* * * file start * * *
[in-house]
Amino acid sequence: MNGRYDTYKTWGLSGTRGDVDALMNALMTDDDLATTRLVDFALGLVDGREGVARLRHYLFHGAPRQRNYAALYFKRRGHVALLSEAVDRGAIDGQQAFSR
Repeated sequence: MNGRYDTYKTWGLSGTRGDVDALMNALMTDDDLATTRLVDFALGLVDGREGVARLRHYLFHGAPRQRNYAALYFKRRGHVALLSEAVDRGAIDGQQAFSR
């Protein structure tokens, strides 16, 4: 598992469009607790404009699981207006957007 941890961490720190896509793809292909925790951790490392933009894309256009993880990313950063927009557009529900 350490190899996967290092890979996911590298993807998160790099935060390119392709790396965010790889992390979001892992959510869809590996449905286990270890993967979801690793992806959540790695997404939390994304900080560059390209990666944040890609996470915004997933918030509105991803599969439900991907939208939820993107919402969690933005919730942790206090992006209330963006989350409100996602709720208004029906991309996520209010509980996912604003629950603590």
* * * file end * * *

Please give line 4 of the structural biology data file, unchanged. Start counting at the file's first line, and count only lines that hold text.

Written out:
């Protein structure tokens, strides 16, 4: 598992469009607790404009699981207006957007 941890961490720190896509793809292909925790951790490392933009894309256009993880990313950063927009557009529900 350490190899996967290092890979996911590298993807998160790099935060390119392709790396965010790889992390979001892992959510869809590996449905286990270890993967979801690793992806959540790695997404939390994304900080560059390209990666944040890609996470915004997933918030509105991803599969439900991907939208939820993107919402969690933005919730942790206090992006209330963006989350409100996602709720208004029906991309996520209010509980996912604003629950603590």